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Microbial diversity and antimicrobial susceptibility in endotracheal tube biofilms recovered from mechanically ventilated COVID-19 patients

Tijdschriftbijdrage - Tijdschriftartikel

In patients with acute respiratory failure, mechanical ventilation through an endotracheal tube (ET) may be required to correct hypoxemia and hypercarbia. However, biofilm formation on these ETs is a risk factor for infections in intubated patients, as the ET can act as a reservoir of microorganisms that can cause infections in the lungs. As severely ill COVID-19 patients often need to be intubated, a better knowledge of the composition of ET biofilms in this population is important. In Spring 2020, during the first wave of the COVID-19 pandemic in Europe, 31 ETs were obtained from COVID-19 patients at Ghent University Hospital (Ghent, Belgium). Biofilms were collected from the ET and the biofilm composition was determined using culture-dependent (MALDI-TOF mass spectrometry and biochemical tests) and culture-independent (16S and ITS1 rRNA amplicon sequencing) approaches. In addition, antimicrobial resistance was assessed for isolates collected via the culture-dependent approach using disc diffusion for 11 antimicrobials commonly used to treat lower respiratory tract infections. The most common microorganisms identified by the culture-dependent approach were those typically found during lung infections and included both presumed commensal and potentially pathogenic microorganisms like Staphylococcus epidermidis, Enterococcus faecalis, Pseudomonas aeruginosa and Candida albicans. More unusual organisms, such as Paracoccus yeei, were also identified, but each only in a few patients. The culture-independent approach revealed a wide variety of microbes present in the ET biofilms and showed large variation in biofilm composition between patients. Some biofilms contained a diverse set of bacteria of which many are generally considered as non-pathogenic commensals, whereas others were dominated by a single or a few pathogens. Antimicrobial resistance was widespread in the isolates, e. g. 68% and 53% of all isolates tested were resistant against meropenem and gentamicin, respectively. Different isolates from the same species recovered from the same ET biofilm often showed differences in antibiotic susceptibility. Our data suggest that ET biofilms are a potential risk factor for secondary infections in intubated COVID-19 patients, as is the case in mechanically-ventilated non-COVID-19 patients.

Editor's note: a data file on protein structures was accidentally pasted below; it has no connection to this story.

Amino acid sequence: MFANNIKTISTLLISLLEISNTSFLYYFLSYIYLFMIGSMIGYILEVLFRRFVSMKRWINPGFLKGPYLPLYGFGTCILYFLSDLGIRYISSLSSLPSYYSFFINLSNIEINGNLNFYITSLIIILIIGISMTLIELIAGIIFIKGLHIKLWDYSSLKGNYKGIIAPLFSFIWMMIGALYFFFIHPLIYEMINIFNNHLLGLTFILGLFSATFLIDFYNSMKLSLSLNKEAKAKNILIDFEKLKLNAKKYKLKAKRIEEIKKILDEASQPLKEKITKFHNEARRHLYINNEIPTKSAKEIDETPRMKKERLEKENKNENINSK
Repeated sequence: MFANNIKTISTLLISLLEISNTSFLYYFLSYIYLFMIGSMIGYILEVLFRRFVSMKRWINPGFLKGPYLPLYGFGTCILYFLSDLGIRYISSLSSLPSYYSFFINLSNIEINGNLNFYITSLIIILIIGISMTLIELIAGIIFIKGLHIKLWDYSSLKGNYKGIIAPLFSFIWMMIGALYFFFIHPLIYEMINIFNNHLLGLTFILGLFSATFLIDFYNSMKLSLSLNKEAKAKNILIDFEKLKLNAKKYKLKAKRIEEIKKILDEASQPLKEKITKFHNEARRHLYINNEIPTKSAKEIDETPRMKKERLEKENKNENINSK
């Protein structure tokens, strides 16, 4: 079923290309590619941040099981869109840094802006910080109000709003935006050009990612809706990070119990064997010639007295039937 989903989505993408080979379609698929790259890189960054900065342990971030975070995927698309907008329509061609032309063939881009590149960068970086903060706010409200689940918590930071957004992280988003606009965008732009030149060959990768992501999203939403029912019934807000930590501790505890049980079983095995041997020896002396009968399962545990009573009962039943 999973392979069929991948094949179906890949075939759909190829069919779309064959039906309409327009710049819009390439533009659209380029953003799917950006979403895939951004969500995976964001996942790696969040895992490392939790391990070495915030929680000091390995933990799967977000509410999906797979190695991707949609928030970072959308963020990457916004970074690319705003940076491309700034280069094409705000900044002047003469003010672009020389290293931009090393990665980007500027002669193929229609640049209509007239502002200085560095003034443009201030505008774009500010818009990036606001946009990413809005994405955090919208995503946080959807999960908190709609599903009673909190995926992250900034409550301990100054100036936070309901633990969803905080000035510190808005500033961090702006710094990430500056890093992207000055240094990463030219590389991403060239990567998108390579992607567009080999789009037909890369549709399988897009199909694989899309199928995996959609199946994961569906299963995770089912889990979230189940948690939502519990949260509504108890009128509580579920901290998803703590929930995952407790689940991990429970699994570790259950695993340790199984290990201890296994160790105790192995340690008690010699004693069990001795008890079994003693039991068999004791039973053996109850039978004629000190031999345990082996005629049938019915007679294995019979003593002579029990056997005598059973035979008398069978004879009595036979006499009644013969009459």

Tijdschrift: BIOFILM
ISSN: 2590-2075
Volume: 4
Jaar van publicatie:2022